LUCKY GARVIN: 3 Wildlife Memories

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While there are sorrows in the rehabbing of injured, orphaned, or diseased wildlife, there are two events which make the endeavor worth the while. One, of course, is the release of a fit, healthy bird or mammal.

The other involves having the wisdom to know when a little one has no need of us, and to re-unite it with its mom [who always knows better how to raise her young than we.]

A fellow rehabber had that happen a few days ago. Sally arrived at a site where a baby grey squirrel had been wind-blown from its nest. She determined the baby was uninjured and spotted its drey [a natural squirrel nest] up the tree. Then the baby began a high-pitched screaming and mom’s head poked out of the drey. She crept slowly down the trunk towards her baby.

Squirrels have an unusual squall when danger is nearby; presumably it warns its community; this time, however, it was to warn off the rehabber. Sally put the little one on the tree-trunk where it stuck like Velcro, then she backed away. Mom kept squalling, baby kept screaming. Mom came slowly down the trunk till she was nose-to-nose with her baby, then turned and scampered up a few feet. The baby climbed a few inches and stopped. Mom came back down, did the nose-thing, and up she went. Baby climbed a few more inches. On and on this sequence was repeated until baby was safely back home with mom. Sally, ya done good!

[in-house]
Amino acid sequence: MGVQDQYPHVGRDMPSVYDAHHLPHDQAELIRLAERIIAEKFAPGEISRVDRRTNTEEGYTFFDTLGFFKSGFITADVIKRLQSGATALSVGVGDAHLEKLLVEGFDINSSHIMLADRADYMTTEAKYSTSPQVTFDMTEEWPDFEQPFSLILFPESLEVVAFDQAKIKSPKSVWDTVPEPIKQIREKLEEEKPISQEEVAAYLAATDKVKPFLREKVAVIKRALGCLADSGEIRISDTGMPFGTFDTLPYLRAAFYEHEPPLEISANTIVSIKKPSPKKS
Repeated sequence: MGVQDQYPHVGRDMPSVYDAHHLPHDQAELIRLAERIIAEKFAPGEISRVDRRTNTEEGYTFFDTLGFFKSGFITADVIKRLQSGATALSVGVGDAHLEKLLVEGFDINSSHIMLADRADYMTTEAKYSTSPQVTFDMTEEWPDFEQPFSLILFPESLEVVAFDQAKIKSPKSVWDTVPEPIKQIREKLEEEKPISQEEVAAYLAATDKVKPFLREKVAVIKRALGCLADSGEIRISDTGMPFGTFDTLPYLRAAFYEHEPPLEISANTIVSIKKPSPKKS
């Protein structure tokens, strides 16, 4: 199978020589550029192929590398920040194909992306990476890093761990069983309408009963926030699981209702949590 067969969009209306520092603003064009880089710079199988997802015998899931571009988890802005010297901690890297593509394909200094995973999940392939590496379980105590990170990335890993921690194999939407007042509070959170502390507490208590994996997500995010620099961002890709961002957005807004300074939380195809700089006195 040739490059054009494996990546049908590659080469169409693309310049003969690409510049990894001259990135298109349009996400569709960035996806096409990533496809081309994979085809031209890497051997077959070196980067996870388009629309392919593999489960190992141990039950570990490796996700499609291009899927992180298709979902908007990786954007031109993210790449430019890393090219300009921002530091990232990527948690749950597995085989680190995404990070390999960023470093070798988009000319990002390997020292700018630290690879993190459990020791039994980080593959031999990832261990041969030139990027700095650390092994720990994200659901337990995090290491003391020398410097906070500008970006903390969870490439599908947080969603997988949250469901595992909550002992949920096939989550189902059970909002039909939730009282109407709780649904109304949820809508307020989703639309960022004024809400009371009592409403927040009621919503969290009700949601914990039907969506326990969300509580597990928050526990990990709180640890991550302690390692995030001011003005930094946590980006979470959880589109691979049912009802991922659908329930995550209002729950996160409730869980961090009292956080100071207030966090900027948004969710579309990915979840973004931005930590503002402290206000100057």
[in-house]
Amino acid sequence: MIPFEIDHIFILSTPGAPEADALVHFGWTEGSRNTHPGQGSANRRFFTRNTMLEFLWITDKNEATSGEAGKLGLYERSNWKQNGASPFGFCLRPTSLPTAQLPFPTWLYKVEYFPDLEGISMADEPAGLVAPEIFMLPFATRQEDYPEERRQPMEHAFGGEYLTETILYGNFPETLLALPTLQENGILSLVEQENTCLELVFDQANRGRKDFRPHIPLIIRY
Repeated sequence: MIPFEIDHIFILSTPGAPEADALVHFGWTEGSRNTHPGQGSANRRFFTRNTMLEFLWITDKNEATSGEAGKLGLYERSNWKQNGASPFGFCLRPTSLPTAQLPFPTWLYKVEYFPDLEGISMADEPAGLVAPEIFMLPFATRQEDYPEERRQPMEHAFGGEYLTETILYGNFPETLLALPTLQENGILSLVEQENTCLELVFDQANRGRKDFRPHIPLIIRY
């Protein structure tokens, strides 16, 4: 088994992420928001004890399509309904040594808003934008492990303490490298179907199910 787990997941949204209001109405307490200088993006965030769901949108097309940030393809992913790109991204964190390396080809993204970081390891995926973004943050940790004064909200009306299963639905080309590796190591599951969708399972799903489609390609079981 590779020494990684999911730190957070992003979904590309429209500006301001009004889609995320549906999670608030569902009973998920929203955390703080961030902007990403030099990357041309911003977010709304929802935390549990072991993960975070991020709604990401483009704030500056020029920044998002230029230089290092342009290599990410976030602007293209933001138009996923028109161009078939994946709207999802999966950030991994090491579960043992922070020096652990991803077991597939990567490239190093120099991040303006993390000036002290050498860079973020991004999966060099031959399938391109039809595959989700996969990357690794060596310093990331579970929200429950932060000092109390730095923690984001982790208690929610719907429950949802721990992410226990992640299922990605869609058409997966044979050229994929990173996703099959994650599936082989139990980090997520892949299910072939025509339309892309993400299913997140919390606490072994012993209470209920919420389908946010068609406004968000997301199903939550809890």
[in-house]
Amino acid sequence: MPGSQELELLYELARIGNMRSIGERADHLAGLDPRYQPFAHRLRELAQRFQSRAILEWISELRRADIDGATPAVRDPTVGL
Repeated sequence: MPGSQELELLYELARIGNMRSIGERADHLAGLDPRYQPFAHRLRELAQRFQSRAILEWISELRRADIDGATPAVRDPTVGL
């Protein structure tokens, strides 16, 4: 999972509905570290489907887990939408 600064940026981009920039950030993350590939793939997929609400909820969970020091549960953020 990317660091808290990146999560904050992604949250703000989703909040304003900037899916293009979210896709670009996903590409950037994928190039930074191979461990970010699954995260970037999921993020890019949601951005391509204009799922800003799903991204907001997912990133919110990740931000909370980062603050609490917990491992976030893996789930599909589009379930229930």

He wouldn’t live, that much we knew. An adolescent squirrel with a over-sized head injury, scant hair, and more. Pituitary tumor? His very oddness made him adorable. Cage-time didn’t improve his condition. One of our volunteers grew very attached to him in the month it took us and our vet to sort out his prospects. We had to put him down; there was no hope. She hurriedly made him a tiny ‘hoodie’ made of soft cloth to keep him warm in his solitary little grave. Sorrow does that to us sometimes: to defy all logic, and try to help when there is no help …

When is the value of three dollars greater than the value of one hundred dollars? When the person, obviously dealing with hard times in his own life, brings you a rescue bird, empties his pocket, and gives you all he has to donate: three dollars. The offer was genuine and heartfelt. To refuse such is to insult. We reluctantly accepted, and assured him how much help it would be for our babies. This amazing gift did more for us than he could know.

Lucky Garvin

– Lucky Garvin